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What Lies Behind the Death of Stem Cells

What Lies Behind the Death of Stem Cells

What Lies Behind the Death of Stem Cells

What Lies Behind the Death of Stem Cells

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The study, recently published in Genes and Development, revealed that small molecules called microRNAs play a key role in controlling the death and survival of pluripotent stem cells. These cells, found in embryos, have the potential to develop into almost any cell in the body, providing a possible source of healthy, renewable cells and tissues that could contribute to the treatment of a range of diseases.

Understanding the normal processes that lead to the death of these stem cells could help maximize the benefits of stem cell therapy for diseases such as Parkinson’s, Alzheimer’s and stroke and offer important information on how cancer cells become resistant to death.

Pluripotent stem cells are formed in the embryo about four days after fertilization. Before the embryo implants in the womb lining they have no defined role, but after implantation they become more geared up for a specific job.

During this stage, the cells divide more quickly and are more liable to mutate or become defective. Mutations are usually detected by checking procedures within the cell that result in the death of defective cells.

Lead author on the study, Dr Tristan Rodriguez from the National Heart and Lung Institute, Imperial College London said: “Until now the mechanisms that control the level of death and survival in stem cells have not been well understood. We had some of the pieces of the jigsaw but we really needed to put these together to get a clearer picture, which is what we have done in this study.

“With a better understanding of the mechanisms that decide which cells live or die we could in the future potentially select only the healthy stem cells that are the fittest to use in regenerative medicine. Our findings could also have implications for cancer treatment since cancer cells develop in a reverse fashion to stem cells by becoming less specialized and more resistant to cell death. If we can identify what governs cell death in stem cells we could also potentially find ways to break down this resistance in cancer cells.”

Previous work involving some of the researchers from this study has demonstrated that microRNAs play an important role in controlling stem cell death and survival. MicroRNAs are short sections of genetic material that have important roles in regulating gene activity.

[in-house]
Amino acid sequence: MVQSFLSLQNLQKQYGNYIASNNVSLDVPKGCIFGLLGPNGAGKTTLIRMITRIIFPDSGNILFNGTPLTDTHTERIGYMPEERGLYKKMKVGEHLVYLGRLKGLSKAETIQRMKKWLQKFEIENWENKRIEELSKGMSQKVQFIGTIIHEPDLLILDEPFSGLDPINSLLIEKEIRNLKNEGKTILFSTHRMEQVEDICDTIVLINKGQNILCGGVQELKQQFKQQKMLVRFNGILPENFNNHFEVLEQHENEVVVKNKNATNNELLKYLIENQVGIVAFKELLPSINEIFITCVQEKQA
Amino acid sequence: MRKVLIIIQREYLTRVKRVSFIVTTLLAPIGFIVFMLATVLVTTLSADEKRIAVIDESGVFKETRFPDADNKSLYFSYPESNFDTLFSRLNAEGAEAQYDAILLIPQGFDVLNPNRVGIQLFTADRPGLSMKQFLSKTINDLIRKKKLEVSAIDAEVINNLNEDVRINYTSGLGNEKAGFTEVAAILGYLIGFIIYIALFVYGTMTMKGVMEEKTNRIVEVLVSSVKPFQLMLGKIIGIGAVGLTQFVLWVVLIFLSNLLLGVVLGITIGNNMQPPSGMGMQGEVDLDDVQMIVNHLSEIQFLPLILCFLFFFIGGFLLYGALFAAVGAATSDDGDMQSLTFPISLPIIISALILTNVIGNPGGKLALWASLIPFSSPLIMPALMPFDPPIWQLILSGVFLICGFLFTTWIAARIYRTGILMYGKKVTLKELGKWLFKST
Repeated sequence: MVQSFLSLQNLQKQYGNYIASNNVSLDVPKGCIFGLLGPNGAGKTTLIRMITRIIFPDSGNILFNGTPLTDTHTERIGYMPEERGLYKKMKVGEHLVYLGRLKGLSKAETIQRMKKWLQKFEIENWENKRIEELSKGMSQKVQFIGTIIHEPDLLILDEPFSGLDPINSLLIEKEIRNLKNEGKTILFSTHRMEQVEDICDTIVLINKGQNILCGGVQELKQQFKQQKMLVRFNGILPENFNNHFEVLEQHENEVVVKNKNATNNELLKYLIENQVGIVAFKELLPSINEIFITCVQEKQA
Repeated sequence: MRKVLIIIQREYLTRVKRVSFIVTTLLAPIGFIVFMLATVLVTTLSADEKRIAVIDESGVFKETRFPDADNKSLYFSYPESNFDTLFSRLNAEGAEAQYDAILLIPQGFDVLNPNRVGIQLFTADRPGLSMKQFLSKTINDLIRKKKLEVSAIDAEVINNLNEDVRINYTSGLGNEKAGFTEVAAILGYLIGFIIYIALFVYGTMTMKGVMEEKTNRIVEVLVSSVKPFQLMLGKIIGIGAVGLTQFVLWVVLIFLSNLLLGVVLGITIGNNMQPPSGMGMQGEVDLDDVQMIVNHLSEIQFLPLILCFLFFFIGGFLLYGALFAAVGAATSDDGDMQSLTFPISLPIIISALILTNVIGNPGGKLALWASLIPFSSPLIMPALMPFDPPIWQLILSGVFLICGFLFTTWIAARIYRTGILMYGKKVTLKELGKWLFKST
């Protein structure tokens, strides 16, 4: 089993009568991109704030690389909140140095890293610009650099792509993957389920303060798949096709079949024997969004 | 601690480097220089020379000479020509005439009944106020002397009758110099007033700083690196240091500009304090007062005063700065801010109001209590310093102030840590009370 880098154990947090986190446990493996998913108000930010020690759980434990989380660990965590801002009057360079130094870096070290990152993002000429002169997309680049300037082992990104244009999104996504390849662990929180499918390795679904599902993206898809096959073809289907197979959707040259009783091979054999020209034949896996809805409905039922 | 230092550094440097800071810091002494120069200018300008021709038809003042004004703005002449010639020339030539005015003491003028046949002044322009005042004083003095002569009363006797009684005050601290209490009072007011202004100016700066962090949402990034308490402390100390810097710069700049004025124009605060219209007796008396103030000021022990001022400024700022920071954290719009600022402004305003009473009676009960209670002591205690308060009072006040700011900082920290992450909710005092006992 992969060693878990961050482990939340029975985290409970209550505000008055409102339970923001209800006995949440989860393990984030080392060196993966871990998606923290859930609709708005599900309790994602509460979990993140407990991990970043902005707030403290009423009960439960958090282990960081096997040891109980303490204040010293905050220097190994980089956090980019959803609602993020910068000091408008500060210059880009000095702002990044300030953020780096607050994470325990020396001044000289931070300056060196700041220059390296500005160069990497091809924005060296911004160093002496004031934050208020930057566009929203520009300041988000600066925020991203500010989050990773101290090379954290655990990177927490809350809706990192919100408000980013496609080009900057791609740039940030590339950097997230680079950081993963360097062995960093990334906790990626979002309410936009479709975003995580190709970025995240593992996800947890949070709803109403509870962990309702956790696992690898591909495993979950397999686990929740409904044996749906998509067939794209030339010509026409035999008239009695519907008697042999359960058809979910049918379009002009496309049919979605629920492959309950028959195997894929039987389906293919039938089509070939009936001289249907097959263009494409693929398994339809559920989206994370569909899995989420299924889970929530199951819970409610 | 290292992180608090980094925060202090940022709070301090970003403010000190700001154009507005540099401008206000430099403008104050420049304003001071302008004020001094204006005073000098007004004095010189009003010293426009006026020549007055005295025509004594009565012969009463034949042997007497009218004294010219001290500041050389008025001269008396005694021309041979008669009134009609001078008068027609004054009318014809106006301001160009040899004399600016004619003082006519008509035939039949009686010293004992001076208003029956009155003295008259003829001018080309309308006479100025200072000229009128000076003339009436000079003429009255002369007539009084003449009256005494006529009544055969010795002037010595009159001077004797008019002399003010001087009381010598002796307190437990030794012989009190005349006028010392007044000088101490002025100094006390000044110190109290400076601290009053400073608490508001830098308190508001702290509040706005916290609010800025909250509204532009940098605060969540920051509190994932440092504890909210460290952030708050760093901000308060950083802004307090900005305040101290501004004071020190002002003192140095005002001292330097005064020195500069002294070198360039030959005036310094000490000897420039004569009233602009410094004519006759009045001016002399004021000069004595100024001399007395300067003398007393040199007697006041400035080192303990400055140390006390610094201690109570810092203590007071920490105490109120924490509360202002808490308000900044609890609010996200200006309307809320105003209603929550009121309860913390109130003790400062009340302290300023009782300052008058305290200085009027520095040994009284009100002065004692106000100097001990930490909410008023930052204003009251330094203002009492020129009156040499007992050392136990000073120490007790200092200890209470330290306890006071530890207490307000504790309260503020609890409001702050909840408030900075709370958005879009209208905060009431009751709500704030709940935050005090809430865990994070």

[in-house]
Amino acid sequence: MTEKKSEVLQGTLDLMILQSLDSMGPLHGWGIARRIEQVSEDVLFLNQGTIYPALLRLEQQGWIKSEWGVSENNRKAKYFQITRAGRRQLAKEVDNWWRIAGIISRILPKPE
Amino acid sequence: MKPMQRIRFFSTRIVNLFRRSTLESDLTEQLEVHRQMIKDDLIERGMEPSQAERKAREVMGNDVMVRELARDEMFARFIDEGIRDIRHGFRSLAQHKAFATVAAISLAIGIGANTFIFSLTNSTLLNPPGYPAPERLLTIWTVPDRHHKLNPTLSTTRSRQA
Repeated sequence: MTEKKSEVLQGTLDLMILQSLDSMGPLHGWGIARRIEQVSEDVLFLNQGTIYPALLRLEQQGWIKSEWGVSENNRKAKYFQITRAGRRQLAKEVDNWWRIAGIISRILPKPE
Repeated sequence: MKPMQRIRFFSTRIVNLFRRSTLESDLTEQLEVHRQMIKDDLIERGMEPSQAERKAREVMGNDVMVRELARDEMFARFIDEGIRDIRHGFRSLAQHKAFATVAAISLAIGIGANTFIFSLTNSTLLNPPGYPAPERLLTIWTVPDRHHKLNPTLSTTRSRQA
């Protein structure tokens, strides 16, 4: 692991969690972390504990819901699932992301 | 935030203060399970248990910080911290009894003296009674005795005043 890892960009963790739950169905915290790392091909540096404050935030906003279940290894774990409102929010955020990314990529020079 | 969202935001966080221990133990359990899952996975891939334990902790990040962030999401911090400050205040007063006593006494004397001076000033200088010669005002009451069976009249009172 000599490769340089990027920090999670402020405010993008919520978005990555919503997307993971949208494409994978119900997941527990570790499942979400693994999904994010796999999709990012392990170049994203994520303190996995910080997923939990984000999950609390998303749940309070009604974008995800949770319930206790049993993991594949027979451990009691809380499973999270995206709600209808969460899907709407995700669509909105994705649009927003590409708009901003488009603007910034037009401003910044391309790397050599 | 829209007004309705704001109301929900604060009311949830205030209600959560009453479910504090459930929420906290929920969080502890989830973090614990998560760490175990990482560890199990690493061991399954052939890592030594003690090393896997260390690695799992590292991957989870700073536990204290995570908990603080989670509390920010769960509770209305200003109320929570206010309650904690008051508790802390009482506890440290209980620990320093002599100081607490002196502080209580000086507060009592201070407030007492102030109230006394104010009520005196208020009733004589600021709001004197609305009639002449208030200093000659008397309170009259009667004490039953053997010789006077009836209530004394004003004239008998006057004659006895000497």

The researchers investigated which microRNAs were most active when pluripotent stem cells are getting ready to specialize and are more susceptible to death. Measuring the activity of hundreds of microRNAs in mouse embryos, they identified three microRNA families that account for most of the activity.

In order to investigate the effects of ‘removing’ these microRNAs, the researchers deleted a gene that is essential for the formation of microRNAs. This loss in microRNAs led to the death of stem cells in the early embryo, confirming the role of microRNAs in the control of cell survival at this stage.

To complete the picture the researchers identified that a protein called BIM is a target of the microRNA families they investigated in the study. As the activity of the microRNA families decreased, the levels of BIM increased and this induced the stem cells to start dying. This suggests that microRNAs appear to ‘fine tune’ levels of the protein BIM, allowing the balance of cell death and survival to be altered rapidly or ‘priming the stem cells for death’.

First author on the study Dr Barbara Pernaute Lomba also from the National Heart and Lung Institute at Imperial College London said: “MicroRNAs are more subtle in how they take effect than genes which switch on and off. They hunt in packs and those with the same function belong to the same family. This makes it very difficult to unpick exactly how they take effect and it was a real detective story to find the target protein of these microRNA families. We had to consider all the different pathways and influences involved in cell death. There were a lot of suspects but, after five years, we eventually managed to identify the BIM protein.”